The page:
The **nonlinearTseries** package provides functionality for nonlinear time series analysis. This package permits the computation of the most-used nonlinear statistics/algorithms including generalized correlation dimension, information dimension, largest Lyapunov exponent, sample entropy and Recurrence Quantification Analysis (RQA), among others. Basic routines for surrogate data testing are also included. This vignette provides a brief overview of the most important routines contained in **nonlinearTseries**.

To explore the routines included in **nonlinearTseries**, we will study the famous Lorenz system. **nonlinearTseries** offers different routines for simulating the best well-known nonlinear systems:

```
suppressMessages(library('nonlinearTseries'))
library('plot3D')
# by default, the simulation creates a RGL plot of the system's phase space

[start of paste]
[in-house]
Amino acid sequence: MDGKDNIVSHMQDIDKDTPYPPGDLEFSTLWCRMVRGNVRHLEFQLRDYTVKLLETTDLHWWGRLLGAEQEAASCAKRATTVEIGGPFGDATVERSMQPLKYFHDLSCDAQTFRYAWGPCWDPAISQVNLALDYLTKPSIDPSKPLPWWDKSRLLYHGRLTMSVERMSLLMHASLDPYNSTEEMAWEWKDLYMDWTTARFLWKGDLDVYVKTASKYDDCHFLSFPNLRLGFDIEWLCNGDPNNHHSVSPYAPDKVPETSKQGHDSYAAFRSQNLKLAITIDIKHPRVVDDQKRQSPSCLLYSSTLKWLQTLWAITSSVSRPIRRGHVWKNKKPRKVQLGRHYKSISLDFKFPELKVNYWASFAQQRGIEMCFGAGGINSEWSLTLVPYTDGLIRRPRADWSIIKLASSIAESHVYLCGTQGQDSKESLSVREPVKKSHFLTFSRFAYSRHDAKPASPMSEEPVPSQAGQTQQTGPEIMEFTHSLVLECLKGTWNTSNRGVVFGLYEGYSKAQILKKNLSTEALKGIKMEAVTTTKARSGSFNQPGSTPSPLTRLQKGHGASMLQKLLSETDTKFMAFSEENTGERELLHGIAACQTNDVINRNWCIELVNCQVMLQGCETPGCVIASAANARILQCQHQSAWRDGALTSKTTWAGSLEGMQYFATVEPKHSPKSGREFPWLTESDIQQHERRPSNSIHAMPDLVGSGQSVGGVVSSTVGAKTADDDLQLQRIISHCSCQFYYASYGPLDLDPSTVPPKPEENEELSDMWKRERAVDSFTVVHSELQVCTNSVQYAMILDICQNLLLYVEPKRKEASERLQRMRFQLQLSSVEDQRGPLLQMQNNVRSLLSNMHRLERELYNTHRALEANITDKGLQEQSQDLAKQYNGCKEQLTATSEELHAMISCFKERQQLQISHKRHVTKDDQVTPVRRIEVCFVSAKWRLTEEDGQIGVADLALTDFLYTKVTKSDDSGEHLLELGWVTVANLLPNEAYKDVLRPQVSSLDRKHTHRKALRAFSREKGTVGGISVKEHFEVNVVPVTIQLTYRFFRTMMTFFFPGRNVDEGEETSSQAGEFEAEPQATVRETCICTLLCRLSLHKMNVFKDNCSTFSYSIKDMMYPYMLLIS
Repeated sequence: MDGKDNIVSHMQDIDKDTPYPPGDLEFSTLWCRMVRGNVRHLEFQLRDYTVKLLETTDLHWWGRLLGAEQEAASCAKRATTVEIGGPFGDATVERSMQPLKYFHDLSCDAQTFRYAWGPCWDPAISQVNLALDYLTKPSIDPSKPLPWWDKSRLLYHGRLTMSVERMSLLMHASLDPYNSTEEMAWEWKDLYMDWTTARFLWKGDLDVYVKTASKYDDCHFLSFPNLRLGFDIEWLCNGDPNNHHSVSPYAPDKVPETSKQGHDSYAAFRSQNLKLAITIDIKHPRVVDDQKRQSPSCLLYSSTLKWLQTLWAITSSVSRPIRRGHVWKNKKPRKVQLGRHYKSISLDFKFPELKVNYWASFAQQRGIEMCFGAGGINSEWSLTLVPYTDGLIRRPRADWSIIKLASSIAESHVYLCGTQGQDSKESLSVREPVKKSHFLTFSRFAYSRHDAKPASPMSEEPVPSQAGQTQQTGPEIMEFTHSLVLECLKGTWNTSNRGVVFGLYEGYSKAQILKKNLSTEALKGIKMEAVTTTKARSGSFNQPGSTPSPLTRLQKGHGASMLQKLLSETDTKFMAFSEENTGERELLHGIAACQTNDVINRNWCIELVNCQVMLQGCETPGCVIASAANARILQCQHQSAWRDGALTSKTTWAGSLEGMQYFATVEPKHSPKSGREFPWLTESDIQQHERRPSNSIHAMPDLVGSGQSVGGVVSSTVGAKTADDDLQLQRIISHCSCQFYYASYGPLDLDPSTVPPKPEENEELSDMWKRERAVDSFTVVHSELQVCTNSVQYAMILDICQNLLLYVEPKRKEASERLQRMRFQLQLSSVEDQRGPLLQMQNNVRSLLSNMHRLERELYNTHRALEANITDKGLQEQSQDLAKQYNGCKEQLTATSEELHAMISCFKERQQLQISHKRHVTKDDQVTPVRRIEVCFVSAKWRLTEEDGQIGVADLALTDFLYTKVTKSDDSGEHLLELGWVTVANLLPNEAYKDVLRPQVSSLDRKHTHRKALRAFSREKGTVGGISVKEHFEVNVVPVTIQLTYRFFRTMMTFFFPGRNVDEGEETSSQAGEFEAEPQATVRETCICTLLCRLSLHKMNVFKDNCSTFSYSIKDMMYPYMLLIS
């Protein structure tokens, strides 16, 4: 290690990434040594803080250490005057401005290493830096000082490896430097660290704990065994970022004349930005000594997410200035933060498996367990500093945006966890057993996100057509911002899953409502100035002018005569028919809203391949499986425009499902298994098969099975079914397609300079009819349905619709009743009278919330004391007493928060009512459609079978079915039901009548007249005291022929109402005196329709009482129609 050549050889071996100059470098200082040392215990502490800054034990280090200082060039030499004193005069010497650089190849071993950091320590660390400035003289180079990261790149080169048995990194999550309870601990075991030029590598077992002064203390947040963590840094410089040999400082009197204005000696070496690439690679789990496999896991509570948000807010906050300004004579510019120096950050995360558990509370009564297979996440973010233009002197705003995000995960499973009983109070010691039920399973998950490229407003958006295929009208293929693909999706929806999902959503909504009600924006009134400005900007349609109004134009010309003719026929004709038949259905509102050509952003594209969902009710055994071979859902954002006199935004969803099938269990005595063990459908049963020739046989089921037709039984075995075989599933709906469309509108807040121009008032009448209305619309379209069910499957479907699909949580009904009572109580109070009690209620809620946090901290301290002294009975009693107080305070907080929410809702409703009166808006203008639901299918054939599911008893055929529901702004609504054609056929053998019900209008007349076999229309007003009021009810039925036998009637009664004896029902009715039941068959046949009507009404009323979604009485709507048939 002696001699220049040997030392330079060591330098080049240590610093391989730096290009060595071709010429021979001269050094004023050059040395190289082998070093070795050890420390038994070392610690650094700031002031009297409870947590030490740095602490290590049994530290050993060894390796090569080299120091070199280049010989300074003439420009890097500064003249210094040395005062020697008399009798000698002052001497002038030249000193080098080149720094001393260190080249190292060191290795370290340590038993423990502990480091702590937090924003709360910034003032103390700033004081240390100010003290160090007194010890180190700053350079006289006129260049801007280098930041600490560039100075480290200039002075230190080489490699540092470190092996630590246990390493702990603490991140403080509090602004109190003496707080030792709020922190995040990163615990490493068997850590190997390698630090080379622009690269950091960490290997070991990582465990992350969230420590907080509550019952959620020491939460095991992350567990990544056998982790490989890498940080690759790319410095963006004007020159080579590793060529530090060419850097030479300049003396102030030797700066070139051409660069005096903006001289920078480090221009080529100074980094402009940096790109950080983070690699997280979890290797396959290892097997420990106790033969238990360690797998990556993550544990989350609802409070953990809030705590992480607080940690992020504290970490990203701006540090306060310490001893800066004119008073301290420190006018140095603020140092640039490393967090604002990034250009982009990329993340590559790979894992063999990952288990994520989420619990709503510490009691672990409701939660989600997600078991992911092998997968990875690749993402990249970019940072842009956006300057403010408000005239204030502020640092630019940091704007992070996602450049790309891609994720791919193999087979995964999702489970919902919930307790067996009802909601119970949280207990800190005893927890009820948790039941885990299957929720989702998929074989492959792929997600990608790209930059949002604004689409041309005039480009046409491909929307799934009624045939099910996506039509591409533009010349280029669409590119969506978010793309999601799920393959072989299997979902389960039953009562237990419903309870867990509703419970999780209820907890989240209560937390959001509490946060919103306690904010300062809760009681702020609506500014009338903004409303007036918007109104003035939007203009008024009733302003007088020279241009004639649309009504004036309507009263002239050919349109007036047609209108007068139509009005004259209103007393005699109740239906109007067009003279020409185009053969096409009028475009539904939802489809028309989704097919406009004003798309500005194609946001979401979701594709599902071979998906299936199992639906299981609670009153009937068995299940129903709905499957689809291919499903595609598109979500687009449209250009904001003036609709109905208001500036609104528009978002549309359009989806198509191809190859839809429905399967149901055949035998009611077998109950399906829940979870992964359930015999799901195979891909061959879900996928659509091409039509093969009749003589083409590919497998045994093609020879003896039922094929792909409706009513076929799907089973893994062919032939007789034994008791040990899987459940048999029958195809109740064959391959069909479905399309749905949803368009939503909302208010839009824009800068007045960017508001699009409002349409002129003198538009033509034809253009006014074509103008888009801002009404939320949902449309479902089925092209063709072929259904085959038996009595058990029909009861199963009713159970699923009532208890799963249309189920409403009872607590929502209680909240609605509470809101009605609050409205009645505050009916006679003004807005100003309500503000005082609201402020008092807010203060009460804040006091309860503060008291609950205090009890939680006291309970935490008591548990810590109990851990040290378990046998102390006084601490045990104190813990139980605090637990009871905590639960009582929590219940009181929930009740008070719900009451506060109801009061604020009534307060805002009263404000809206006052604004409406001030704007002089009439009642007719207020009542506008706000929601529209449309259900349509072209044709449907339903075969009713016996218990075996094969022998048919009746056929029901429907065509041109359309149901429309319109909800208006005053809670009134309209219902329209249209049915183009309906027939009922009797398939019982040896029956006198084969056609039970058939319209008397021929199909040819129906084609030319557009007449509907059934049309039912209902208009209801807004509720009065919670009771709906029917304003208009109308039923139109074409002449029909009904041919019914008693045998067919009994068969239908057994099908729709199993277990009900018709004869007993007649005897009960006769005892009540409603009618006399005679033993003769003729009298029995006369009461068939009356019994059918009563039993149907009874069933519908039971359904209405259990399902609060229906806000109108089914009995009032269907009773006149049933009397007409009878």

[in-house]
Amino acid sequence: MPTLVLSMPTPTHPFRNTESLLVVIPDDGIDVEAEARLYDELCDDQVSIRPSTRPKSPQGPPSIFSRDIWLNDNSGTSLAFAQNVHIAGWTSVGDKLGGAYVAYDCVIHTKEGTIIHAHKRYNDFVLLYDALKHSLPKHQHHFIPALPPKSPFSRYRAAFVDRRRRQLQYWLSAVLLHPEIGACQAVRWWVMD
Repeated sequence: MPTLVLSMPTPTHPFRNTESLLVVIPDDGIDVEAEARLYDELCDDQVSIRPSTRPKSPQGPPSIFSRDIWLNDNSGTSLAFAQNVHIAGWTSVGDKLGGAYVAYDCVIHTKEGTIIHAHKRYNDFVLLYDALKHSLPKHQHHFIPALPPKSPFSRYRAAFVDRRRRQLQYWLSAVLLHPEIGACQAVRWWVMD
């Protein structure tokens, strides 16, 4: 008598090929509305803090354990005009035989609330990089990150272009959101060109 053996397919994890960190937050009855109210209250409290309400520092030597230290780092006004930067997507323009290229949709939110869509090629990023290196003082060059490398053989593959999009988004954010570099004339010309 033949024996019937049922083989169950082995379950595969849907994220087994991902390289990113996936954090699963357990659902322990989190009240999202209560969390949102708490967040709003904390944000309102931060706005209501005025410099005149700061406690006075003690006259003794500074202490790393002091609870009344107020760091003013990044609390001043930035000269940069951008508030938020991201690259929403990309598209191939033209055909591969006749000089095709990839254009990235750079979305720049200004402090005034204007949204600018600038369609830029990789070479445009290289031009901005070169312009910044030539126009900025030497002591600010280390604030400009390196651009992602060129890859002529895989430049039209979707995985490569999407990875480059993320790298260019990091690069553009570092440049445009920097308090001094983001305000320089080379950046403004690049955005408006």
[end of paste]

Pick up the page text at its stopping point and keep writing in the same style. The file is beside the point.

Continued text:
lor = lorenz(do.plot = F)
# let's plot the phase space of the simulated lorenz system
scatter3D(lor$x, lor$y, lor$z,
main = "Lorenz's system phase space",
col = 1, type="o",cex = 0.3)
```

It must be noted that the `lorenz`

function returns the simulated components of the system in a `list`

. Future versions of the package will allow to obtain the same simulations as `ts`

objects.

A complete list of the available functions for nonlinear systems simulation can be found in the `lorenz`

help page (`?lorenz`

command).

Usually, what we observe in a physical experiment is a single time series and not the complete phase space. For example, let’s assume that we have only measured the \(x\) component of the Lorenz system. Fortunately, we can still infer the properties of the phase space by constructing a set of vectors whose components are time delayed versions of the \(x\) signal \([x(t), x(t+\tau), ..., x(t + m\tau)]\) (This theoretical result is referred to as the Takens’ embedding theorem).